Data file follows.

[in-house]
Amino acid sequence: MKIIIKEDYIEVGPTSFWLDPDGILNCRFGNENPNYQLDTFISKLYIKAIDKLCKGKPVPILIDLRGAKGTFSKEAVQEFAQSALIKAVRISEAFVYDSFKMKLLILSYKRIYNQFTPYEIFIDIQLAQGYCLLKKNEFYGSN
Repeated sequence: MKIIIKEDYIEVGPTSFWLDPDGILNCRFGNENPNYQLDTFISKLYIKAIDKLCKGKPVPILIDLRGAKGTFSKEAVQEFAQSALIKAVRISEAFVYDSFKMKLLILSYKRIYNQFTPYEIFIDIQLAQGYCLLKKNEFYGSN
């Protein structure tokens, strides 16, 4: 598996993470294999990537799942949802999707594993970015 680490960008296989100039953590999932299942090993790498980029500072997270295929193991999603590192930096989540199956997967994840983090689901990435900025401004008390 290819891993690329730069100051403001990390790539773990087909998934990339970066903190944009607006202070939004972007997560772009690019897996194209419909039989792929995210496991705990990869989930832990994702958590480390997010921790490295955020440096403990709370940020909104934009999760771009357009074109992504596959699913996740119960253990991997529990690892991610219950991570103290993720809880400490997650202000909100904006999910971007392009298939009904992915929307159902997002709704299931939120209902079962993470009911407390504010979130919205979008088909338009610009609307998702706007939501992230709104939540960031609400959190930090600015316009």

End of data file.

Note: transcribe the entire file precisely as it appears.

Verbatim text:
[in-house]
Amino acid sequence: MKIIIKEDYIEVGPTSFWLDPDGILNCRFGNENPNYQLDTFISKLYIKAIDKLCKGKPVPILIDLRGAKGTFSKEAVQEFAQSALIKAVRISEAFVYDSFKMKLLILSYKRIYNQFTPYEIFIDIQLAQGYCLLKKNEFYGSN
Repeated sequence: MKIIIKEDYIEVGPTSFWLDPDGILNCRFGNENPNYQLDTFISKLYIKAIDKLCKGKPVPILIDLRGAKGTFSKEAVQEFAQSALIKAVRISEAFVYDSFKMKLLILSYKRIYNQFTPYEIFIDIQLAQGYCLLKKNEFYGSN
């Protein structure tokens, strides 16, 4: 598996993470294999990537799942949802999707594993970015 680490960008296989100039953590999932299942090993790498980029500072997270295929193991999603590192930096989540199956997967994840983090689901990435900025401004008390 290819891993690329730069100051403001990390790539773990087909998934990339970066903190944009607006202070939004972007997560772009690019897996194209419909039989792929995210496991705990990869989930832990994702958590480390997010921790490295955020440096403990709370940020909104934009999760771009357009074109992504596959699913996740119960253990991997529990690892991610219950991570103290993720809880400490997650202000909100904006999910971007392009298939009904992915929307159902997002709704299931939120209902079962993470009911407390504010979130919205979008088909338009610009609307998702706007939501992230709104939540960031609400959190930090600015316009």